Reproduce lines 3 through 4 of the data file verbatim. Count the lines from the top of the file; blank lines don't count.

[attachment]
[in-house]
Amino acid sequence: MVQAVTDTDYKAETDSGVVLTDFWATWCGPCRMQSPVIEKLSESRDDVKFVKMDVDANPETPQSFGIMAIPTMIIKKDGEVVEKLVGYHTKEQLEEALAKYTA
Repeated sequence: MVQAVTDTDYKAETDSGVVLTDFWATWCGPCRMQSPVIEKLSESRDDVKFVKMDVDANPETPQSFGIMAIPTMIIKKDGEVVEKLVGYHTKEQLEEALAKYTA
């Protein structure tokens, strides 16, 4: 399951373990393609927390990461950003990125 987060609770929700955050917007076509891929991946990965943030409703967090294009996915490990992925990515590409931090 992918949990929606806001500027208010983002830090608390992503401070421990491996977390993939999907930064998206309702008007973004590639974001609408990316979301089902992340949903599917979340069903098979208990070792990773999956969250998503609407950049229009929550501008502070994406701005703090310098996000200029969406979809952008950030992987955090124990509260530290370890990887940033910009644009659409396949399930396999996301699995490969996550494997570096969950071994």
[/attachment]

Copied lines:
Repeated sequence: MVQAVTDTDYKAETDSGVVLTDFWATWCGPCRMQSPVIEKLSESRDDVKFVKMDVDANPETPQSFGIMAIPTMIIKKDGEVVEKLVGYHTKEQLEEALAKYTA
């Protein structure tokens, strides 16, 4: 399951373990393609927390990461950003990125 987060609770929700955050917007076509891929991946990965943030409703967090294009996915490990992925990515590409931090 992918949990929606806001500027208010983002830090608390992503401070421990491996977390993939999907930064998206309702008007973004590639974001609408990316979301089902992340949903599917979340069903098979208990070792990773999956969250998503609407950049229009929550501008502070994406701005703090310098996000200029969406979809952008950030992987955090124990509260530290370890990887940033910009644009659409396949399930396999996301699995490969996550494997570096969950071994």